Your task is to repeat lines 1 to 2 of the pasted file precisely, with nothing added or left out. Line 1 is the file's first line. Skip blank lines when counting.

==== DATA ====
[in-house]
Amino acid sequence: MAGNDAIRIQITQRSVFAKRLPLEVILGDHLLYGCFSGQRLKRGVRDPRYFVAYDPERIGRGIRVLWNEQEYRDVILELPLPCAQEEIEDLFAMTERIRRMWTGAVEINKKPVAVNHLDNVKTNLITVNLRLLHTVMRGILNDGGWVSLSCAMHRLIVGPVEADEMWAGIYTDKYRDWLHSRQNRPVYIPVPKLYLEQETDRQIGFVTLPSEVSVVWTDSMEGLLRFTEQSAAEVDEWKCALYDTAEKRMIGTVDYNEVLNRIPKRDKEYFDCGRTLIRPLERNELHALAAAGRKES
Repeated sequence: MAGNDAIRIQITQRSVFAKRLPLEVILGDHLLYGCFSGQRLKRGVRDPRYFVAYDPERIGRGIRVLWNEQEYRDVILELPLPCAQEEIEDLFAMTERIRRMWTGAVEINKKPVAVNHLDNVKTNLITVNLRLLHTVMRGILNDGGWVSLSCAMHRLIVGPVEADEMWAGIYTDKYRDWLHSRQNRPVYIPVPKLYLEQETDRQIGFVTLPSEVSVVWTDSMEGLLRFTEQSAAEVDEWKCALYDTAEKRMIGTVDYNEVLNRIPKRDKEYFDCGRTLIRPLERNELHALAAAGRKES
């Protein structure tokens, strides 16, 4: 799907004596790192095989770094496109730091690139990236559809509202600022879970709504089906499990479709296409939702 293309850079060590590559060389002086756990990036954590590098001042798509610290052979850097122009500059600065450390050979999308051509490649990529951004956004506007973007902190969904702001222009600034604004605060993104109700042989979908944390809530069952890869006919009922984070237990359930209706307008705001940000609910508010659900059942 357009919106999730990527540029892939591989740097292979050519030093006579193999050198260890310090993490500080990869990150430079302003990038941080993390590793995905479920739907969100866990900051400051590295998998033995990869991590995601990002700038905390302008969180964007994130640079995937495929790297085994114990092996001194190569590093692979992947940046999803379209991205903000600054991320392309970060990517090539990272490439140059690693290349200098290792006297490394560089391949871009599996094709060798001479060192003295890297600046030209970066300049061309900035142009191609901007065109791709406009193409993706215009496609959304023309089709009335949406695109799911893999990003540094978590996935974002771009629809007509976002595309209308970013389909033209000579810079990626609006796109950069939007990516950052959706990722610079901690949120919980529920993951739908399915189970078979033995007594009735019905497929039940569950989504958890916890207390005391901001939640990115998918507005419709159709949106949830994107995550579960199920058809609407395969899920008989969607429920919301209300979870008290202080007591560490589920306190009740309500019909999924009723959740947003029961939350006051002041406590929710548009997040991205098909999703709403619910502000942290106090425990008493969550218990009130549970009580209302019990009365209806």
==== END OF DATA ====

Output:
[in-house]
Amino acid sequence: MAGNDAIRIQITQRSVFAKRLPLEVILGDHLLYGCFSGQRLKRGVRDPRYFVAYDPERIGRGIRVLWNEQEYRDVILELPLPCAQEEIEDLFAMTERIRRMWTGAVEINKKPVAVNHLDNVKTNLITVNLRLLHTVMRGILNDGGWVSLSCAMHRLIVGPVEADEMWAGIYTDKYRDWLHSRQNRPVYIPVPKLYLEQETDRQIGFVTLPSEVSVVWTDSMEGLLRFTEQSAAEVDEWKCALYDTAEKRMIGTVDYNEVLNRIPKRDKEYFDCGRTLIRPLERNELHALAAAGRKES